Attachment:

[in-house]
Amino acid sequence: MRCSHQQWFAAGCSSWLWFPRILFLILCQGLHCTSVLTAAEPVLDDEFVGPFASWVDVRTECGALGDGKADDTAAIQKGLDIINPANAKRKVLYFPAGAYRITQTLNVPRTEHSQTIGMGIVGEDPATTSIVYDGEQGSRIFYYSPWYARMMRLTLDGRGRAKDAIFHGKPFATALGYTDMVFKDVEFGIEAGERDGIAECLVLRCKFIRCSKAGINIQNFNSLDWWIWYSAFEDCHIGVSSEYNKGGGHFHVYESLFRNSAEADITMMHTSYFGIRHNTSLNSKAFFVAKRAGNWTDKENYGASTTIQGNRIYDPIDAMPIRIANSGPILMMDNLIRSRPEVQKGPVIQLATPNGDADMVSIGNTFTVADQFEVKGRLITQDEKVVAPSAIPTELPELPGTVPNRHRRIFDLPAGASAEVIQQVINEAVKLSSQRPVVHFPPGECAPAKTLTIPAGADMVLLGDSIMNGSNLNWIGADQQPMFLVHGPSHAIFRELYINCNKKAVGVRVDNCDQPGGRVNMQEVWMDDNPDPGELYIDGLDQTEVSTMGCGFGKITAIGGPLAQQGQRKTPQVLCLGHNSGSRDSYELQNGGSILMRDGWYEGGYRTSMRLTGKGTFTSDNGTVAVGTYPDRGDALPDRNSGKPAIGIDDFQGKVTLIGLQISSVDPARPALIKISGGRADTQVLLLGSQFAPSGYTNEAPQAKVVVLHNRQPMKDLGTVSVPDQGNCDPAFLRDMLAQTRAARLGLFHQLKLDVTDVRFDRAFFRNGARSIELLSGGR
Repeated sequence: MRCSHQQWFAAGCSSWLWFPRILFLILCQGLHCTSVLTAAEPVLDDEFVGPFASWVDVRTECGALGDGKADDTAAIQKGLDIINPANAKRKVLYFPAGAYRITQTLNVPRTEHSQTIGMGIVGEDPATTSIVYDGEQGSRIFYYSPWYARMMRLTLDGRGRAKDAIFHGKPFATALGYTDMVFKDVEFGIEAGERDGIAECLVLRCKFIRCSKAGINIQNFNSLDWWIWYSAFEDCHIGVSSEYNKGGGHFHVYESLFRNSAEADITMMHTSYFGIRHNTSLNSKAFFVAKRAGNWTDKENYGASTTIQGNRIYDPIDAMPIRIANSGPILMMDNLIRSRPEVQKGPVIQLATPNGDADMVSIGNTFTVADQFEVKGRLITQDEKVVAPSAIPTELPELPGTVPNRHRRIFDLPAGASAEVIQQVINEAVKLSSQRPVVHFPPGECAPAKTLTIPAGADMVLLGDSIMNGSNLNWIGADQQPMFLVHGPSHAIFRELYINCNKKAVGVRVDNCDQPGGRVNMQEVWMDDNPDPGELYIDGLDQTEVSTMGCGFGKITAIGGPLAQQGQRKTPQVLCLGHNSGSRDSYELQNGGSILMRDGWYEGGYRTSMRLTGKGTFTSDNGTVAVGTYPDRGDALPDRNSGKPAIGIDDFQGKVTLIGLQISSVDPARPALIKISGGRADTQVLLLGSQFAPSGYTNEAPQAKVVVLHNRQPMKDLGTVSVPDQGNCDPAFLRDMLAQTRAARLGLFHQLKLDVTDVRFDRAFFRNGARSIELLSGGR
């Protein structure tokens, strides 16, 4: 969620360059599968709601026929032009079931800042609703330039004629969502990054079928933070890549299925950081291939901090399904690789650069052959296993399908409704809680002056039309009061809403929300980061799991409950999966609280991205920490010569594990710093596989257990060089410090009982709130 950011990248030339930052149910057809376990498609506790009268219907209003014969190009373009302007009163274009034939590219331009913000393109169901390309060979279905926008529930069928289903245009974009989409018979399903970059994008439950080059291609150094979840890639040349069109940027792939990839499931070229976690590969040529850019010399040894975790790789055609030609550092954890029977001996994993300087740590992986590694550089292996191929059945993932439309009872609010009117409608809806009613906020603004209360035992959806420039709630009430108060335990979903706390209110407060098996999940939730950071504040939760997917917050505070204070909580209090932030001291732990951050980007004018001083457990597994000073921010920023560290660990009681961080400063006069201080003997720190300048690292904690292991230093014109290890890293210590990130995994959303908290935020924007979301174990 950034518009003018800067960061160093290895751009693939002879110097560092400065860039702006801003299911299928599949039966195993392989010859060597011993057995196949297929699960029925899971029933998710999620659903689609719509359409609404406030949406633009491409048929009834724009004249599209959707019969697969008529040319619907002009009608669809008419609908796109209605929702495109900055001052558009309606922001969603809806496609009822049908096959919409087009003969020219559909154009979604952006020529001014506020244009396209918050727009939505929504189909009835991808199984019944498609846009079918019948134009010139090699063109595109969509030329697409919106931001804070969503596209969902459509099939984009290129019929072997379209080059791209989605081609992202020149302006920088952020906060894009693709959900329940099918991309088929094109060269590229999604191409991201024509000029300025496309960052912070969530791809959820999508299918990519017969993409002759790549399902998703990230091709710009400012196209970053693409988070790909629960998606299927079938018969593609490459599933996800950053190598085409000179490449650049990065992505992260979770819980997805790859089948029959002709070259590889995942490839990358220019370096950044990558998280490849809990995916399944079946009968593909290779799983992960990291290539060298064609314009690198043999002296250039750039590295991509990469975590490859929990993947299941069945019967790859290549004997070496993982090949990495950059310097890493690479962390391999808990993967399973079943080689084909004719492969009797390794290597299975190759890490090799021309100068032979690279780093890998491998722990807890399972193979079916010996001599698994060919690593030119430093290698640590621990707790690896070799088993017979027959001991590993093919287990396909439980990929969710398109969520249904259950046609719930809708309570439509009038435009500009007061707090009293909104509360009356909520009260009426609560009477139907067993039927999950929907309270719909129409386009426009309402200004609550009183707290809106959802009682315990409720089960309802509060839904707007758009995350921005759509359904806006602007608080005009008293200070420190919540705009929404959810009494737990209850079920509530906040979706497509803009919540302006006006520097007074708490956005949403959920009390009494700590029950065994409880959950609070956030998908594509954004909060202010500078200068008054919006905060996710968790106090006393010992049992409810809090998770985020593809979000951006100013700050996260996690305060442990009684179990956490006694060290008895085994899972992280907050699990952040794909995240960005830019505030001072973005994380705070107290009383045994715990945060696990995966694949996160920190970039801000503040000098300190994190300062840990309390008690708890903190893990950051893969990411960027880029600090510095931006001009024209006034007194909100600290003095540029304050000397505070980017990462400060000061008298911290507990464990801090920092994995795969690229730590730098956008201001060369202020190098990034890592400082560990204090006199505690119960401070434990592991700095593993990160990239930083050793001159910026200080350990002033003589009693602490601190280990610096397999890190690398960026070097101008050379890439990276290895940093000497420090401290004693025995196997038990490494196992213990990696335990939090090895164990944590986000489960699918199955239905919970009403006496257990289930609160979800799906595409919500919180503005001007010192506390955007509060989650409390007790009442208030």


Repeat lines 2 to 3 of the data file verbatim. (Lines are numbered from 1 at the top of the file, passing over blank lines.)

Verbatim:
Amino acid sequence: MRCSHQQWFAAGCSSWLWFPRILFLILCQGLHCTSVLTAAEPVLDDEFVGPFASWVDVRTECGALGDGKADDTAAIQKGLDIINPANAKRKVLYFPAGAYRITQTLNVPRTEHSQTIGMGIVGEDPATTSIVYDGEQGSRIFYYSPWYARMMRLTLDGRGRAKDAIFHGKPFATALGYTDMVFKDVEFGIEAGERDGIAECLVLRCKFIRCSKAGINIQNFNSLDWWIWYSAFEDCHIGVSSEYNKGGGHFHVYESLFRNSAEADITMMHTSYFGIRHNTSLNSKAFFVAKRAGNWTDKENYGASTTIQGNRIYDPIDAMPIRIANSGPILMMDNLIRSRPEVQKGPVIQLATPNGDADMVSIGNTFTVADQFEVKGRLITQDEKVVAPSAIPTELPELPGTVPNRHRRIFDLPAGASAEVIQQVINEAVKLSSQRPVVHFPPGECAPAKTLTIPAGADMVLLGDSIMNGSNLNWIGADQQPMFLVHGPSHAIFRELYINCNKKAVGVRVDNCDQPGGRVNMQEVWMDDNPDPGELYIDGLDQTEVSTMGCGFGKITAIGGPLAQQGQRKTPQVLCLGHNSGSRDSYELQNGGSILMRDGWYEGGYRTSMRLTGKGTFTSDNGTVAVGTYPDRGDALPDRNSGKPAIGIDDFQGKVTLIGLQISSVDPARPALIKISGGRADTQVLLLGSQFAPSGYTNEAPQAKVVVLHNRQPMKDLGTVSVPDQGNCDPAFLRDMLAQTRAARLGLFHQLKLDVTDVRFDRAFFRNGARSIELLSGGR
Repeated sequence: MRCSHQQWFAAGCSSWLWFPRILFLILCQGLHCTSVLTAAEPVLDDEFVGPFASWVDVRTECGALGDGKADDTAAIQKGLDIINPANAKRKVLYFPAGAYRITQTLNVPRTEHSQTIGMGIVGEDPATTSIVYDGEQGSRIFYYSPWYARMMRLTLDGRGRAKDAIFHGKPFATALGYTDMVFKDVEFGIEAGERDGIAECLVLRCKFIRCSKAGINIQNFNSLDWWIWYSAFEDCHIGVSSEYNKGGGHFHVYESLFRNSAEADITMMHTSYFGIRHNTSLNSKAFFVAKRAGNWTDKENYGASTTIQGNRIYDPIDAMPIRIANSGPILMMDNLIRSRPEVQKGPVIQLATPNGDADMVSIGNTFTVADQFEVKGRLITQDEKVVAPSAIPTELPELPGTVPNRHRRIFDLPAGASAEVIQQVINEAVKLSSQRPVVHFPPGECAPAKTLTIPAGADMVLLGDSIMNGSNLNWIGADQQPMFLVHGPSHAIFRELYINCNKKAVGVRVDNCDQPGGRVNMQEVWMDDNPDPGELYIDGLDQTEVSTMGCGFGKITAIGGPLAQQGQRKTPQVLCLGHNSGSRDSYELQNGGSILMRDGWYEGGYRTSMRLTGKGTFTSDNGTVAVGTYPDRGDALPDRNSGKPAIGIDDFQGKVTLIGLQISSVDPARPALIKISGGRADTQVLLLGSQFAPSGYTNEAPQAKVVVLHNRQPMKDLGTVSVPDQGNCDPAFLRDMLAQTRAARLGLFHQLKLDVTDVRFDRAFFRNGARSIELLSGGR